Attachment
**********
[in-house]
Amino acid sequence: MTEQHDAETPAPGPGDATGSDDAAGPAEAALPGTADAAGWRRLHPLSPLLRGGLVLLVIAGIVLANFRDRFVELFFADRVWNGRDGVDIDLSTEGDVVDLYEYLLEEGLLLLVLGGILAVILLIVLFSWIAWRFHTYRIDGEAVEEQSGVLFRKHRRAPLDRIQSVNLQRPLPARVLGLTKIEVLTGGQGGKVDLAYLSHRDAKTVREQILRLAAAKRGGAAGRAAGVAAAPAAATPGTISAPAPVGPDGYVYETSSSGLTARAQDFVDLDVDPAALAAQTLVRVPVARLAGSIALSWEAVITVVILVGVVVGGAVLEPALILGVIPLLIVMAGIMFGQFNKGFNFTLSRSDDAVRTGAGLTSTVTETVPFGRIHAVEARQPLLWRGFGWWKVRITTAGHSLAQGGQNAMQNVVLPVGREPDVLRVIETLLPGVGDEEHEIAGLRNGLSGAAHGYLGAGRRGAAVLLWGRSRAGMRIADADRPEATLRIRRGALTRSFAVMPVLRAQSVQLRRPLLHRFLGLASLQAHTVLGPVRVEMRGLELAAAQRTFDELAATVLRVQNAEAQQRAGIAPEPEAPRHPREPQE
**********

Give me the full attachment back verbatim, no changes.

[in-house]
Amino acid sequence: MTEQHDAETPAPGPGDATGSDDAAGPAEAALPGTADAAGWRRLHPLSPLLRGGLVLLVIAGIVLANFRDRFVELFFADRVWNGRDGVDIDLSTEGDVVDLYEYLLEEGLLLLVLGGILAVILLIVLFSWIAWRFHTYRIDGEAVEEQSGVLFRKHRRAPLDRIQSVNLQRPLPARVLGLTKIEVLTGGQGGKVDLAYLSHRDAKTVREQILRLAAAKRGGAAGRAAGVAAAPAAATPGTISAPAPVGPDGYVYETSSSGLTARAQDFVDLDVDPAALAAQTLVRVPVARLAGSIALSWEAVITVVILVGVVVGGAVLEPALILGVIPLLIVMAGIMFGQFNKGFNFTLSRSDDAVRTGAGLTSTVTETVPFGRIHAVEARQPLLWRGFGWWKVRITTAGHSLAQGGQNAMQNVVLPVGREPDVLRVIETLLPGVGDEEHEIAGLRNGLSGAAHGYLGAGRRGAAVLLWGRSRAGMRIADADRPEATLRIRRGALTRSFAVMPVLRAQSVQLRRPLLHRFLGLASLQAHTVLGPVRVEMRGLELAAAQRTFDELAATVLRVQNAEAQQRAGIAPEPEAPRHPREPQE